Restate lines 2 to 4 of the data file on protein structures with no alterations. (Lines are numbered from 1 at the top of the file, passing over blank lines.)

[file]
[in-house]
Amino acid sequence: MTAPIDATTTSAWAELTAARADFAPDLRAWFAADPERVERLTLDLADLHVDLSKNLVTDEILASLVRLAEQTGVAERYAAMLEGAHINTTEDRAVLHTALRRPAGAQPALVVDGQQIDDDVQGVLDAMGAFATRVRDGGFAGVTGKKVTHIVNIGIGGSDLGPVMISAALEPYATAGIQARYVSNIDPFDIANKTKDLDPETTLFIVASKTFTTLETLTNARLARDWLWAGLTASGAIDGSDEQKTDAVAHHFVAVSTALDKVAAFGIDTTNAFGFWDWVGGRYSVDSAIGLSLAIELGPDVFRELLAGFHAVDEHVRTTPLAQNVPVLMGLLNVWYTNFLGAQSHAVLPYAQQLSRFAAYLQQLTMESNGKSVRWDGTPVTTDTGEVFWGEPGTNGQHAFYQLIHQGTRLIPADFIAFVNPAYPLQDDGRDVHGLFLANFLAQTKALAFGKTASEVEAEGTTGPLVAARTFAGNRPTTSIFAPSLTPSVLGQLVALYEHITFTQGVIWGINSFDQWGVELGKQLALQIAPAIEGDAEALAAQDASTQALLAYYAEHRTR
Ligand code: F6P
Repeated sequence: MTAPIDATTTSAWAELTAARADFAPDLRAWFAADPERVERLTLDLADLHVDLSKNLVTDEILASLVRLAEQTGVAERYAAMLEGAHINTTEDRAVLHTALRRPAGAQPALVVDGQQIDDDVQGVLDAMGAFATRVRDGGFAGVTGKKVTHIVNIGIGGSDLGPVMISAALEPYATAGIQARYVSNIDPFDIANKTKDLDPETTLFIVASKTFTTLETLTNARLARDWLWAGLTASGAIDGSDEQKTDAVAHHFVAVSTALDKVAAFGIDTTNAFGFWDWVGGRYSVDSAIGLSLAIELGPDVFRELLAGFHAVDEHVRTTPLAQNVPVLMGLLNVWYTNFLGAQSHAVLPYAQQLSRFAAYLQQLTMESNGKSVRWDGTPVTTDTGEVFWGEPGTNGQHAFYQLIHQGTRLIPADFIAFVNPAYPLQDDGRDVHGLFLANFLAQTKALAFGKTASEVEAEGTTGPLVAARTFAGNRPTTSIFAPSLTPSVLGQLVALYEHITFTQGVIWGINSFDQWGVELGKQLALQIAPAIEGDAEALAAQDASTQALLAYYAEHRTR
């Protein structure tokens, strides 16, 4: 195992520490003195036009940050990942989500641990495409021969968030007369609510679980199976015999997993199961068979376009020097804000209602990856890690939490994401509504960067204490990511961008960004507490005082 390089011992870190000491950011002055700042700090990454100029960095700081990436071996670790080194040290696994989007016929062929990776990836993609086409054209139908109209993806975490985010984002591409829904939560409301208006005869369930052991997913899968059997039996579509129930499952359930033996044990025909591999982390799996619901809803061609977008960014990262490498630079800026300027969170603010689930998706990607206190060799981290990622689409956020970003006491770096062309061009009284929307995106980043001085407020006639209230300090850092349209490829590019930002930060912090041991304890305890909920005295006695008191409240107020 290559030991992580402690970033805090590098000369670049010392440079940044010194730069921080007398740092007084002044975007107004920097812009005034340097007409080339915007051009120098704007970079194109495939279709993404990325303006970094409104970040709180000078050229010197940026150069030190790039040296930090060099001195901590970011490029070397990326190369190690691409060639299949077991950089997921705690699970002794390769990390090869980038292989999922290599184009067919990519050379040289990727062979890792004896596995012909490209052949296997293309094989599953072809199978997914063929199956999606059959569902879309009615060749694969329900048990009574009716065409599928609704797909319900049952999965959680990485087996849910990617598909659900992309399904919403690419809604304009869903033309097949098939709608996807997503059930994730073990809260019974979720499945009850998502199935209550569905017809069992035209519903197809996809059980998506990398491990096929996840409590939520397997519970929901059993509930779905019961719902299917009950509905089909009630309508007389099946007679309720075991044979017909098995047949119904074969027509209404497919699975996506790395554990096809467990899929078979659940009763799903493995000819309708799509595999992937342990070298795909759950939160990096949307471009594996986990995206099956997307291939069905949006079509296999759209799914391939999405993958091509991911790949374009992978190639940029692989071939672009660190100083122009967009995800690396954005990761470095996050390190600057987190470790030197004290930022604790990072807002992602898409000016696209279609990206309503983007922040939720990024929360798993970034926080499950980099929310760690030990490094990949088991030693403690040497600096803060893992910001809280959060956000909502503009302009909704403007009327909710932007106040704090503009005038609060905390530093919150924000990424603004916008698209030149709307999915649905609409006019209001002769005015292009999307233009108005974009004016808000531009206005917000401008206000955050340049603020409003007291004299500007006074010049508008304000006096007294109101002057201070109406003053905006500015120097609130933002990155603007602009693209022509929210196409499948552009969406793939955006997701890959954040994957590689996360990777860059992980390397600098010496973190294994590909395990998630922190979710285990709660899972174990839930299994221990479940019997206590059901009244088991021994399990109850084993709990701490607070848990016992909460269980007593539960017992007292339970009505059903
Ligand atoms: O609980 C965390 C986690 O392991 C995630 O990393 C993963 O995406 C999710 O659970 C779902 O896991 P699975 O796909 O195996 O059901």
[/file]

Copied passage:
Amino acid sequence: MTAPIDATTTSAWAELTAARADFAPDLRAWFAADPERVERLTLDLADLHVDLSKNLVTDEILASLVRLAEQTGVAERYAAMLEGAHINTTEDRAVLHTALRRPAGAQPALVVDGQQIDDDVQGVLDAMGAFATRVRDGGFAGVTGKKVTHIVNIGIGGSDLGPVMISAALEPYATAGIQARYVSNIDPFDIANKTKDLDPETTLFIVASKTFTTLETLTNARLARDWLWAGLTASGAIDGSDEQKTDAVAHHFVAVSTALDKVAAFGIDTTNAFGFWDWVGGRYSVDSAIGLSLAIELGPDVFRELLAGFHAVDEHVRTTPLAQNVPVLMGLLNVWYTNFLGAQSHAVLPYAQQLSRFAAYLQQLTMESNGKSVRWDGTPVTTDTGEVFWGEPGTNGQHAFYQLIHQGTRLIPADFIAFVNPAYPLQDDGRDVHGLFLANFLAQTKALAFGKTASEVEAEGTTGPLVAARTFAGNRPTTSIFAPSLTPSVLGQLVALYEHITFTQGVIWGINSFDQWGVELGKQLALQIAPAIEGDAEALAAQDASTQALLAYYAEHRTR
Ligand code: F6P
Repeated sequence: MTAPIDATTTSAWAELTAARADFAPDLRAWFAADPERVERLTLDLADLHVDLSKNLVTDEILASLVRLAEQTGVAERYAAMLEGAHINTTEDRAVLHTALRRPAGAQPALVVDGQQIDDDVQGVLDAMGAFATRVRDGGFAGVTGKKVTHIVNIGIGGSDLGPVMISAALEPYATAGIQARYVSNIDPFDIANKTKDLDPETTLFIVASKTFTTLETLTNARLARDWLWAGLTASGAIDGSDEQKTDAVAHHFVAVSTALDKVAAFGIDTTNAFGFWDWVGGRYSVDSAIGLSLAIELGPDVFRELLAGFHAVDEHVRTTPLAQNVPVLMGLLNVWYTNFLGAQSHAVLPYAQQLSRFAAYLQQLTMESNGKSVRWDGTPVTTDTGEVFWGEPGTNGQHAFYQLIHQGTRLIPADFIAFVNPAYPLQDDGRDVHGLFLANFLAQTKALAFGKTASEVEAEGTTGPLVAARTFAGNRPTTSIFAPSLTPSVLGQLVALYEHITFTQGVIWGINSFDQWGVELGKQLALQIAPAIEGDAEALAAQDASTQALLAYYAEHRTR